He relaxed a little at my words. I like being a grandfather; you become the ally, instead of the disciplinarian.

"There's this girl in my class, she moved to the neighbourhood during the summer. Anyway, I was walking home from school yesterday and I could see her up ahead of me, being bullied by some boys from our school. They wouldn't give her back her scarf and they were laughing at her. So I went to tell them to leave her alone."

"That was brave of you - I think," I remarked warily, "What happened next?"

"Well, just as I got there they threw Anna's scarf up into a tree and it got tangled in the higher branches. Then the two of them just walked off laughing. She was a bit upset about it so I climbed the tree, untied the scarf and threw it down to her. Then when I started to climb down again my sweater got caught on a branch, but I didn't realise that at first… and that's how it got torn," he added sheepishly.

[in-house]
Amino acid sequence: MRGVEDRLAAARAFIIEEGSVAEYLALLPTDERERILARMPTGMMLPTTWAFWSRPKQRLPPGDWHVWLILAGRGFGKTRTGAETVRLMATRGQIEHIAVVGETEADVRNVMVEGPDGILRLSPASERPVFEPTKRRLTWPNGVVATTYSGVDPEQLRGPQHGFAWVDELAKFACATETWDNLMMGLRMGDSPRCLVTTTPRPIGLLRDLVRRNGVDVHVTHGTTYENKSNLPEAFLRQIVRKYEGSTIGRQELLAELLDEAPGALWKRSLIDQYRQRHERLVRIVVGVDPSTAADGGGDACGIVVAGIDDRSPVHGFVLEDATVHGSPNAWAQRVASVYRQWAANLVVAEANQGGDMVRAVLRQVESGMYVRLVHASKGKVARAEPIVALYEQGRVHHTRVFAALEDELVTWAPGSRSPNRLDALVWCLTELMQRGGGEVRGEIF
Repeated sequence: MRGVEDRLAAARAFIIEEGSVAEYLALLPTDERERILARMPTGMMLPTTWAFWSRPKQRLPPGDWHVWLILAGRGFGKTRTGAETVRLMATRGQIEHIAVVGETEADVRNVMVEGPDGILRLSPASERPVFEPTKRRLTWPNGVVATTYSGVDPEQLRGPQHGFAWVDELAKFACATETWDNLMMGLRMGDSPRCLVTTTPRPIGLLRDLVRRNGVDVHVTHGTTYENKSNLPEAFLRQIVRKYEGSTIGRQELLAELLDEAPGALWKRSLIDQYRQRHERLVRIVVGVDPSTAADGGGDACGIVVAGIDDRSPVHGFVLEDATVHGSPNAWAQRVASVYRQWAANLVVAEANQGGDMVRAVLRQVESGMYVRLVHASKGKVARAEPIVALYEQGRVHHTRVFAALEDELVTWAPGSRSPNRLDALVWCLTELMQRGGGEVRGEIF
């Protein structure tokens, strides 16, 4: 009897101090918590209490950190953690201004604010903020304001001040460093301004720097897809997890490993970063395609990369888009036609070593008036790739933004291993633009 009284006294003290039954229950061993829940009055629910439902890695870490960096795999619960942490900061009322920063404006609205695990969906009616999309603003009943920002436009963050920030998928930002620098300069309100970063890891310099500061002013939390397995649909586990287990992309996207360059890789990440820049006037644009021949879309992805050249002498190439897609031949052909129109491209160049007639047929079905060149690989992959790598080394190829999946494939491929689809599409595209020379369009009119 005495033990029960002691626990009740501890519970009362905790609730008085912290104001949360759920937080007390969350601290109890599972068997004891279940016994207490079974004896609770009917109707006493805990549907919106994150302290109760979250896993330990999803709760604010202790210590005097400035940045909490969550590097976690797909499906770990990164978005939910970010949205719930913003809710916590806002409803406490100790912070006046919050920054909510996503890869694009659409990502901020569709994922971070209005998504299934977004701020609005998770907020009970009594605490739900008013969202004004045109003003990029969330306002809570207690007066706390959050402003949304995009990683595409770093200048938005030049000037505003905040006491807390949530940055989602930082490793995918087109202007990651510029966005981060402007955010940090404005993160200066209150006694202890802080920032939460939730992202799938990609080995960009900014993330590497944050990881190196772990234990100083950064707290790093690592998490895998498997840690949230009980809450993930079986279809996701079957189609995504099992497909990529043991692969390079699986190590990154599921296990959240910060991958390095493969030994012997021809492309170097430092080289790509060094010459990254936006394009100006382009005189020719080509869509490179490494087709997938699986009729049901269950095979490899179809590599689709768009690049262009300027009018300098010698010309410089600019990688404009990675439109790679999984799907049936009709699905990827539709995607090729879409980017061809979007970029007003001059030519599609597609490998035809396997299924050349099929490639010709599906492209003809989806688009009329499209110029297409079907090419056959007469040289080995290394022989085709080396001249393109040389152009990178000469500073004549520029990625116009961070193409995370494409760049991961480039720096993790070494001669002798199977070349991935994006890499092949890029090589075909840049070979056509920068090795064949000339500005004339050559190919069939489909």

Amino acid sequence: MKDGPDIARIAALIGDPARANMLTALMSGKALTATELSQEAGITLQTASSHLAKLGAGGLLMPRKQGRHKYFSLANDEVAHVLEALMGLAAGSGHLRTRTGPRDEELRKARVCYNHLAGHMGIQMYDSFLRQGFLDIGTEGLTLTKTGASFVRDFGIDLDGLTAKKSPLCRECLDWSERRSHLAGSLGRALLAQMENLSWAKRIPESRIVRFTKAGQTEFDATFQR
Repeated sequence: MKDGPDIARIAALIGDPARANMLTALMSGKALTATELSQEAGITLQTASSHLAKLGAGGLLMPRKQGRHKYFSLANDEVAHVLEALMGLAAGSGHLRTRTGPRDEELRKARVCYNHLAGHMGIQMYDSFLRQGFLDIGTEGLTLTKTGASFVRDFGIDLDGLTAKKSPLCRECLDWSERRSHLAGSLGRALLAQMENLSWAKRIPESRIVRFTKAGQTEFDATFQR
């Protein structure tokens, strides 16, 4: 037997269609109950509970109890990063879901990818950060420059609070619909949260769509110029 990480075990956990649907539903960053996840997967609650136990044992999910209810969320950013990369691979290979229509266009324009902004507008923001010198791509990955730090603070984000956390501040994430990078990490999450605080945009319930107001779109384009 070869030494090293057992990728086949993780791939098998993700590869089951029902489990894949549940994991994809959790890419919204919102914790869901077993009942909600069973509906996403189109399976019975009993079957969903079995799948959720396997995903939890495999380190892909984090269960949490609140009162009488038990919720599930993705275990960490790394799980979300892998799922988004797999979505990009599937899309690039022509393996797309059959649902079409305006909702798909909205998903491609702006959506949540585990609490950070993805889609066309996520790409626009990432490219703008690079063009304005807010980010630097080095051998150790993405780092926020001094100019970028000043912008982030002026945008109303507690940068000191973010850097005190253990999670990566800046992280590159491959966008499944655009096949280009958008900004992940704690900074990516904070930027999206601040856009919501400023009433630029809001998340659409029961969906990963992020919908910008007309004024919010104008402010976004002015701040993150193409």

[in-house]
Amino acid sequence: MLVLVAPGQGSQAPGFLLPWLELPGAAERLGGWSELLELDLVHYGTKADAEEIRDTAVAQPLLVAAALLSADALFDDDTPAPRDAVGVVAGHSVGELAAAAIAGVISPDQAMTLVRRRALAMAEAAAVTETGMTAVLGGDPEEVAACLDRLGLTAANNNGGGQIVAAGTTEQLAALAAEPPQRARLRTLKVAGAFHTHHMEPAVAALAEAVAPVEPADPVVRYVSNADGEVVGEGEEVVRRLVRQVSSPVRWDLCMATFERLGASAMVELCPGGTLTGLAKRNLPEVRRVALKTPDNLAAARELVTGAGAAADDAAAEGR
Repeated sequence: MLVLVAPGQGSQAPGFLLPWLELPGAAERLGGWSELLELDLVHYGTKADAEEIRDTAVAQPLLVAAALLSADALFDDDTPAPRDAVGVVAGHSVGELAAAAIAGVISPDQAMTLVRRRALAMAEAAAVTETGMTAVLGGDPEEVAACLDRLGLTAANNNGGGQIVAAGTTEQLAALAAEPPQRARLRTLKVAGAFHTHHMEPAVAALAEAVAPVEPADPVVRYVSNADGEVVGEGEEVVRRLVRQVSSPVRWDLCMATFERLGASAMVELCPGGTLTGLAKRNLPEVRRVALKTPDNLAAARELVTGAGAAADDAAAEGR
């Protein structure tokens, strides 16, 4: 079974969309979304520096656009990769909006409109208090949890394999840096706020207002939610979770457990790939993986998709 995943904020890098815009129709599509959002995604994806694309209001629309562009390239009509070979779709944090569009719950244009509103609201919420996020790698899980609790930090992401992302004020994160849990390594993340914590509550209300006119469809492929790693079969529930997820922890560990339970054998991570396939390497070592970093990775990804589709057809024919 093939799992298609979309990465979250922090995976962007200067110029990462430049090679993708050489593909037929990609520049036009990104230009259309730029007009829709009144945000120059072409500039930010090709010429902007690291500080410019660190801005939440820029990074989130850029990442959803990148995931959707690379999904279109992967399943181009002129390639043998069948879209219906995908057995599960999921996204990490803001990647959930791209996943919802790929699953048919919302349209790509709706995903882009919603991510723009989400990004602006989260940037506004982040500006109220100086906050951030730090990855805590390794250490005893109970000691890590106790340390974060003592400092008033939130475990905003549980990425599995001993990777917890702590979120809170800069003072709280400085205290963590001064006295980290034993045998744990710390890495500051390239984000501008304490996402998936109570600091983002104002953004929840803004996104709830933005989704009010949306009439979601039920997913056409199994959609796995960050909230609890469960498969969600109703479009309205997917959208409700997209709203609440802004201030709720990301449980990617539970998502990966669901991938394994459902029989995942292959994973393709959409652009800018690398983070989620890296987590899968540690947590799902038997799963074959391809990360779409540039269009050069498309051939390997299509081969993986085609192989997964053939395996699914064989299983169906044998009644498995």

"Your grandma must have dragged me around a hundred shops trying to find the right one! Still, it could have been a lot worse. I hope this Anna was grateful, after all that?"

"Oh yes, she was. You see, her grandma knitted the scarf for her a few years ago, just before she died, so it was really important to her. I just wanted to rescue it for her and there was no-one else around."

A silly thought occurred to me then, and I tried to dismiss it. But I couldn't resist…

"It wasn't a red scarf by any chance?"

"Yes… How did you know?"

"Maybe I'll tell you that story another time… That was kind of you, going out of your way to help her like that. You should tell her to go to a teacher if that business continues, the bullying I mean."

"I will, don't worry. The bullies are both idiots anyway. They were even teasing her accent."

"Her accent?"

"Yeah, she's from Sweden you see. She moved to America a few months ago, because of her dad's job."